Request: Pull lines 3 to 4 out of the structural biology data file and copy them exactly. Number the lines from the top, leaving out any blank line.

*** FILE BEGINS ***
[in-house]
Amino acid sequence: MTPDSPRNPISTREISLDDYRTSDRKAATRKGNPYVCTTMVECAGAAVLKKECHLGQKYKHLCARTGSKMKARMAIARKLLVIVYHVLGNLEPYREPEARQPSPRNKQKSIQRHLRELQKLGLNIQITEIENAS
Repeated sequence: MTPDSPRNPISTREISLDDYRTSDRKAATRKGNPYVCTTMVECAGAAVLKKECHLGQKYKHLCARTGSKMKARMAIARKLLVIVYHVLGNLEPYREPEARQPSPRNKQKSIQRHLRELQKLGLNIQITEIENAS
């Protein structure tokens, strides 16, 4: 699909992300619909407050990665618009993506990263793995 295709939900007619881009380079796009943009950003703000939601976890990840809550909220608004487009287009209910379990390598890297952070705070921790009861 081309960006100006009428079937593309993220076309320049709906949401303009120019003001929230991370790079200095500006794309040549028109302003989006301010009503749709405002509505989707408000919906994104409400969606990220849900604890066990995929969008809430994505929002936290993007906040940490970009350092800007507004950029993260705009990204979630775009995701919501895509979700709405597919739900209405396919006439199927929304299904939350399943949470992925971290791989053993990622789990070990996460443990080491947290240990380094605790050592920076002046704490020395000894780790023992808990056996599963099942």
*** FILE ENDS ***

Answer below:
Repeated sequence: MTPDSPRNPISTREISLDDYRTSDRKAATRKGNPYVCTTMVECAGAAVLKKECHLGQKYKHLCARTGSKMKARMAIARKLLVIVYHVLGNLEPYREPEARQPSPRNKQKSIQRHLRELQKLGLNIQITEIENAS
């Protein structure tokens, strides 16, 4: 699909992300619909407050990665618009993506990263793995 295709939900007619881009380079796009943009950003703000939601976890990840809550909220608004487009287009209910379990390598890297952070705070921790009861 081309960006100006009428079937593309993220076309320049709906949401303009120019003001929230991370790079200095500006794309040549028109302003989006301010009503749709405002509505989707408000919906994104409400969606990220849900604890066990995929969008809430994505929002936290993007906040940490970009350092800007507004950029993260705009990204979630775009995701919501895509979700709405597919739900209405396919006439199927929304299904939350399943949470992925971290791989053993990622789990070990996460443990080491947290240990380094605790050592920076002046704490020395000894780790023992808990056996599963099942």